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Influence of climate change and human activities on the organic and inorganic composition of peat during the ‘Little Ice Age’ (El Payo mire, W Spain)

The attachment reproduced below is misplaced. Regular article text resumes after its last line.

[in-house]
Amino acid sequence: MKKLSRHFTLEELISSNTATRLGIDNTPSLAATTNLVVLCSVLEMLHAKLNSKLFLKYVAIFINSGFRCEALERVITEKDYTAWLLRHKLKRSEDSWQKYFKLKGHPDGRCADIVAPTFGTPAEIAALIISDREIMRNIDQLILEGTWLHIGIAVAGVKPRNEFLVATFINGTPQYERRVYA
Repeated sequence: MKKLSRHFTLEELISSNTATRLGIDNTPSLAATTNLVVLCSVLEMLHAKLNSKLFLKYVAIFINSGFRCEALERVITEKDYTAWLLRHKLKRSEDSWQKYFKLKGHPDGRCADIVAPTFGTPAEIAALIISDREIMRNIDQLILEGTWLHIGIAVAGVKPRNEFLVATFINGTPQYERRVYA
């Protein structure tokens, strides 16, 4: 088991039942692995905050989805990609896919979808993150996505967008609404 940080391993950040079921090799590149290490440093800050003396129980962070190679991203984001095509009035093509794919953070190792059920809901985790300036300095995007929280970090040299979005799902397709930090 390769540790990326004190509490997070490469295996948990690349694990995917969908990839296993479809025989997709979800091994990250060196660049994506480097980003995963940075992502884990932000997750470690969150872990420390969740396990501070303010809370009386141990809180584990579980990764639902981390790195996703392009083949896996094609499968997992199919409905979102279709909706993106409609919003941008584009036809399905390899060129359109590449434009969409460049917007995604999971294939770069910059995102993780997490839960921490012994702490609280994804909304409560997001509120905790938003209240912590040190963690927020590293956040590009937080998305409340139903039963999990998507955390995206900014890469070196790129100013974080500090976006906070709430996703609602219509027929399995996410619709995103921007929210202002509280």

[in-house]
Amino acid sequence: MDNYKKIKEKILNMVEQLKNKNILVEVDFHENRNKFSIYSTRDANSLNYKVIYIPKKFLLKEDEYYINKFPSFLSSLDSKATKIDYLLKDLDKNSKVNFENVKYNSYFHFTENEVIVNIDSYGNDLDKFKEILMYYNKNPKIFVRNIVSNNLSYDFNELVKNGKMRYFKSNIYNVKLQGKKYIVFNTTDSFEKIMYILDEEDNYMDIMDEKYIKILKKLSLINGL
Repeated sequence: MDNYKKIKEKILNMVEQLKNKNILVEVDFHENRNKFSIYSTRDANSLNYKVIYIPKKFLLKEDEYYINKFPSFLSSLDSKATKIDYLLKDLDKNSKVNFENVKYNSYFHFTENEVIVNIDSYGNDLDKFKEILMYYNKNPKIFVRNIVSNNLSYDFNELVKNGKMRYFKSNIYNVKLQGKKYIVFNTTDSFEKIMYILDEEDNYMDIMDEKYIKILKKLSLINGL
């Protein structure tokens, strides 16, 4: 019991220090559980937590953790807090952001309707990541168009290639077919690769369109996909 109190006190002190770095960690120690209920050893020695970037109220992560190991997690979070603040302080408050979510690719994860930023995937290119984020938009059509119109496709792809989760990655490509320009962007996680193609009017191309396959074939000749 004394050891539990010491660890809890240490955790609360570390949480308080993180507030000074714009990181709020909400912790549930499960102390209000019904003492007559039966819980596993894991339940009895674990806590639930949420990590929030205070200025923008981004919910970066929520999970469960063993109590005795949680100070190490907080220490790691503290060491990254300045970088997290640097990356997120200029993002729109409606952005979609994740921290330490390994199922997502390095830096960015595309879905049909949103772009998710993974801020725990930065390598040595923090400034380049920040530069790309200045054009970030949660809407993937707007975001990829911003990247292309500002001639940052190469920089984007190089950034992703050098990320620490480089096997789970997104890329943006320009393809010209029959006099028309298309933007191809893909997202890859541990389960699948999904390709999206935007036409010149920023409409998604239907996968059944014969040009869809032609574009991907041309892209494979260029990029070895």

The study of environmental change during the ‘Little Ice Age’ (‘LIA’) offers a great potential to improve our current understanding of the climate system and human–environment interactions. Here, a high-resolution multiproxy investigation of a Mediterranean mire from central-western Spain, covering the last ~700 years, was used to reconstruct peat dynamics and land-use change and to gain further insights into their relationship with ‘LIA’ climate (temperature and moisture). To accomplish this, concentrations and accumulation rates of major and minor lithogenic (Si, K, Ti, Rb and Zr) and biophilic (C and N) elements, as well as humification indices (UV-absorbance and Fourier-transform infrared spectroscopy (FTIR)) and pollen and non-pollen palynomorphs, were determined. Peatland dynamics seems to have been coupled to changes in solar irradiance and hydrological conditions. Our results point to wetter conditions after the mid-16th century, although with high intra-annual fluctuations. At the late 18th century, when solar activity was systematically higher than before, peat carbon accumulation rates (PCAR) showed a continuous increase and the humification indices suggest a change towards more humified peat. Enhanced soil erosion occurred at ~AD 1660–1800 (SE1), ~AD 1830–1920 (SE2) and ~AD 1940–1970 (SE3), although a minor increase in Si fluxes was also detected by ~AD 1460–1580. All phases coincided with higher abundances of fire indicators, but the changes recorded during the ~AD 1460–1580 event and SE1 coincide with the Spörer and Maunder minima, so a climatic influence on soil erosion cannot be discounted. Changes in the sources of mineral matter to the catchment between ~AD 1550 and ~AD 1650 and since the mid-17th century were likely related to modifications of tree cover and/or variations in wind strength.

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